On February 23, 1954, the polio vaccine, developed by Jonas Salk, commenced clinical testing at Arsenal Elementary School and the Watson Home for Children in Pittsburgh, Pennsylvania. Five thousand children in those two schools were vaccinated against polio, which was the start of a massive clinical trial that would eventually involve 1.8 million children, in 44 states from Maine to California (see Understanding Viruses).
Just before the introduction of the vaccine in the mid-50′s, regular polio outbreaks occurred everywhere, even developed countries like the USA and northern Europe. The virus is transmitted through fecal matter, so swimming pools, improper sanitation (like washing after using the bathroom), babies diapers and other sources moved the virus. Almost all of the transmission was through casual contact, not improper sanitation (at least since the advent of a modern sanitation system in the USA starting in the late 1920′s). About 95% of individuals infected are asymptomatic (pdf), so they appear healthy but are shedding viruses to infect other people.
Of the 5% who are symptomatic, about 10% of them eventually progress to the paralytic version of the disease. In other words, approximately 0.5% of those infected were paralyzed. One of the tropes of the anti-science/anti-vaccine world is that this is a small number. Except it isn’t. Out of 5 million children who might be infected every, approximately 25,000 children a year might progress to the paralytic version of the disease, and some of them would die. That would be a massive stress to our current healthcare system, our public schools, with many consequences to our world. Big Iron Lung might be happy.
If one takes a look at what the polio vaccine has done worldwide, the numbers are even more staggering. The number of worldwide polio cases has fallen from an estimated 350,000 in 1988 to fewer than 223 in 2012—a decline of more than 99% in reported cases. Think of all of the children no longer condemned to machines to allow them to breathe or braces to allow them to walk. All because of a vaccine that was first used just 60 years ago.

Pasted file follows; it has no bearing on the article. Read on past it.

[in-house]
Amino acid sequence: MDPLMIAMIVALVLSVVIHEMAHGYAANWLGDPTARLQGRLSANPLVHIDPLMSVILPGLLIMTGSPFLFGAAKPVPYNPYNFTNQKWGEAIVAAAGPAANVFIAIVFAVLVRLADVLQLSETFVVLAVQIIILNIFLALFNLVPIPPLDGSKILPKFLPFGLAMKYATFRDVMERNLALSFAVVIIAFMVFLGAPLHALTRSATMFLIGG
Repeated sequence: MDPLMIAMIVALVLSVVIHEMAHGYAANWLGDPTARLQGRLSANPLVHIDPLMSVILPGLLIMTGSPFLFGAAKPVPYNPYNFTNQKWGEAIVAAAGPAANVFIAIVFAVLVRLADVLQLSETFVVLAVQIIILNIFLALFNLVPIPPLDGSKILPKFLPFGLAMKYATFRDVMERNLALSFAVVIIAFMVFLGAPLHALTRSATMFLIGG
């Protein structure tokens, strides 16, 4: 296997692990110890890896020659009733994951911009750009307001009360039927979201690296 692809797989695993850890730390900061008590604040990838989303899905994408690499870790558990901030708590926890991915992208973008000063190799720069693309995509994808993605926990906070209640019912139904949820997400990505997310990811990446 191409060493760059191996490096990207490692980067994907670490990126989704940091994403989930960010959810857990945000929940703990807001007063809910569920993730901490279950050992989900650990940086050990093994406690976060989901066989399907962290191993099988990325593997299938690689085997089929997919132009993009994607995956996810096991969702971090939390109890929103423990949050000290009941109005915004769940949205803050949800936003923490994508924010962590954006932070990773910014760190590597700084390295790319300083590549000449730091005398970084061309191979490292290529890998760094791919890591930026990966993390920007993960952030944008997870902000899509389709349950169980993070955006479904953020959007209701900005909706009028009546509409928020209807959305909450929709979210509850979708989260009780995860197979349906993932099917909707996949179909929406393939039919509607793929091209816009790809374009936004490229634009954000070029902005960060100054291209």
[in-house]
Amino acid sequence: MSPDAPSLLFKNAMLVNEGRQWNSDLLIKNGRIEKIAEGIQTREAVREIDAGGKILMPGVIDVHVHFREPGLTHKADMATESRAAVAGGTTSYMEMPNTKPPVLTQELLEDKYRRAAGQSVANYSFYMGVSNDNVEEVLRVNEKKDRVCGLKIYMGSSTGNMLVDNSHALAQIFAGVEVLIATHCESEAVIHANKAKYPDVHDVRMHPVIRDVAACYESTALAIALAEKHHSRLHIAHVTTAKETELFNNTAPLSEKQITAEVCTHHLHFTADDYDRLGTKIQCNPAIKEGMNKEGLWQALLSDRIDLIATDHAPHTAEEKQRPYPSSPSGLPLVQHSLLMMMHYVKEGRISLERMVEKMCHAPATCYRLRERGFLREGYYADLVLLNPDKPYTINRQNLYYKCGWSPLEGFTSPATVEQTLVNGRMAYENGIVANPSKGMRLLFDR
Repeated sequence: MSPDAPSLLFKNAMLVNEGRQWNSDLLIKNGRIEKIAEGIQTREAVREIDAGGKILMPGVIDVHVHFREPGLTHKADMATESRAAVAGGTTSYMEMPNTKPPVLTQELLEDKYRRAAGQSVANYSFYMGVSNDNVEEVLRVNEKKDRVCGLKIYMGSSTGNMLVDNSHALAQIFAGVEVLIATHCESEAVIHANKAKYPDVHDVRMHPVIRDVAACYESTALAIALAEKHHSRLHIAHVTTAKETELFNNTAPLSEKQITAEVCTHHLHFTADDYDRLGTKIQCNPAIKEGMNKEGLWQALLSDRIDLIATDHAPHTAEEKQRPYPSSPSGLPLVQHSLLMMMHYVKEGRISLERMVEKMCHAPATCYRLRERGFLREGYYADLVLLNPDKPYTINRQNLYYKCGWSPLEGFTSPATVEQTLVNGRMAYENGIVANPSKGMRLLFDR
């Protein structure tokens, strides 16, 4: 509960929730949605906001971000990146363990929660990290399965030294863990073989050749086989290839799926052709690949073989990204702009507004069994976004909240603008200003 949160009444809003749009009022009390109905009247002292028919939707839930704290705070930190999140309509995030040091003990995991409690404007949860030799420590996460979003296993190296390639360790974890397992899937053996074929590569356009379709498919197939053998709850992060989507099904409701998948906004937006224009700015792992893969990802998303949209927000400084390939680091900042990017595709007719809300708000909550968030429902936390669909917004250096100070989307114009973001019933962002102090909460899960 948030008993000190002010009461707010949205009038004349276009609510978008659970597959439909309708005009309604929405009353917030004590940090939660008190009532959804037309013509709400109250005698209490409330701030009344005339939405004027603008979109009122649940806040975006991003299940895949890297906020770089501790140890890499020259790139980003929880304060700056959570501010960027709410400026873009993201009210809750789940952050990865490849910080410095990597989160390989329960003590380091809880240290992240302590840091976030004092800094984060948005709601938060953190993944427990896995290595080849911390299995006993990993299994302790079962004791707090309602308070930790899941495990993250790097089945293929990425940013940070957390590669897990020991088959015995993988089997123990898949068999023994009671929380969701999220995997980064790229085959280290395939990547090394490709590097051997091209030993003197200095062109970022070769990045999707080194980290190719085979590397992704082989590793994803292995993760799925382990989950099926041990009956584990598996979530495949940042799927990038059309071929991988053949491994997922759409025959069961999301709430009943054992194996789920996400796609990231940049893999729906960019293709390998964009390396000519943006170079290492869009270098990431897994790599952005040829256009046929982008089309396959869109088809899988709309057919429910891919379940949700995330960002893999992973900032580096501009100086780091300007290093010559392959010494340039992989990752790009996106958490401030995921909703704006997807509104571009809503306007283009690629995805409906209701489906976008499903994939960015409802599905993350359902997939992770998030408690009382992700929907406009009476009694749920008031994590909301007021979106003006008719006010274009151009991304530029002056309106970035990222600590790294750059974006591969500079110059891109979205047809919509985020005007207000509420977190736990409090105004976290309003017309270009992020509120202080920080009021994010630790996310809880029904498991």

We live in a wonderful world of health. We live healthier and more productive lives from all of the advances in modern healthcare, but one advance rules above them all–vaccines. I know that almost all antivaccination cultists would drop their lies and have their children protected against these diseases if they knew how horrifying the diseases were. I was born after vaccines were prevalent, but there were many classmates who had various levels of paralytic disease from polio. That was sad that they were born on the cusp of a prevention.
Thank you Jonas Salk. You were a good man, and you saved lives. And we can actually count how many lives you saved. Let’s celebrate what you did for humanity.
- Aylward RB. Eradicating polio: today’s challenges and tomorrow’s legacy. Ann Trop Med Parasitol. 2006 Jul-Sep;100(5-6):401-13. Review. PubMed PMID: 16899145.
- van Panhuis WG, Grefenstette J, Jung SY, Chok NS, Cross A, Eng H, Lee BY, Zadorozhny V, Brown S, Cummings D, Burke DS. Contagious diseases in the United States from 1888 to the present. N Engl J Med. 2013 Nov 28;369(22):2152-8. doi: 10.1056/NEJMms1215400. PubMed PMID: 24283231.